Bollinger Bands Width

Bollinger Bands measure volatility by placing trading bands around a moving average. 

Study Type: Stand-alone


These bands are charted two standard deviations away from the average, so as the average changes, the value of two standard deviations also changes. This value comprises the Bollinger Band Width, representing the expanding and contracting of the bands based on recent volatility.

Bollinger Band Width plots in a separate pane below the chart, whereas Bollinger Bands plot as an overlay to the chart.

During a period of rising price volatility, the distance between the two bands will widen (BB Width will increase). Conversely, during a period of low market volatility, the distance between the two bands will contract (BB Width will decrease).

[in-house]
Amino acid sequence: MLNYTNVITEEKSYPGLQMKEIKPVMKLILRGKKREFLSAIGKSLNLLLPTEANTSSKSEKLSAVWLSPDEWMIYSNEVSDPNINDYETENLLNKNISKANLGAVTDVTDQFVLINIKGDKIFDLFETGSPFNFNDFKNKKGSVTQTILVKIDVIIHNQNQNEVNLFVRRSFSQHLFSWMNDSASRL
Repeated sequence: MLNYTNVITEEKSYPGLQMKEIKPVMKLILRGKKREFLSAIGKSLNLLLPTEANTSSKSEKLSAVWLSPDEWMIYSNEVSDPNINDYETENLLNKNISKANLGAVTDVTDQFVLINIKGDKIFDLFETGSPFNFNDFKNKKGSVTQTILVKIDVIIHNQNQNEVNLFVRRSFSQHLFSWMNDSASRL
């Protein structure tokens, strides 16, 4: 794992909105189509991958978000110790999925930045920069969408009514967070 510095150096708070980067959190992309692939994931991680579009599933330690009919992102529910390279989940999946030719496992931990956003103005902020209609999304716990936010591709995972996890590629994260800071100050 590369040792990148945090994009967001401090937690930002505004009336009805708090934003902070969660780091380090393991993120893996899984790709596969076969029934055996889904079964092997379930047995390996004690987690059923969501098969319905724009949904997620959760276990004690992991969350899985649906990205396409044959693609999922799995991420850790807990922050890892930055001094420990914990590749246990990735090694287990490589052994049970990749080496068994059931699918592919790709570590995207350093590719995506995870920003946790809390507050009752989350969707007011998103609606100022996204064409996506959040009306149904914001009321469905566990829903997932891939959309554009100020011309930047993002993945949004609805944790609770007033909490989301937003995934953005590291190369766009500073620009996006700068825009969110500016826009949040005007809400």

There is a tendency for bands to alternate between expansion and contraction. When the bands are unusually far apart, that is often a sign that the current trend may be ending. When the distance between the two bands has narrowed too far, that is often a sign that a market may be about to initiate a new trend.


  • Period: (20) - the number of bars, or period, used to calculate the study. John Bollinger, the creator of this study, states that those periods of less than ten days do not seem to work well for Bollinger Bands. He says that the optimal period for most applications is 20 or 21 days.
  • Deviations: (2) - or Band Width (the half-width of the band in terms of multiples of standard deviation).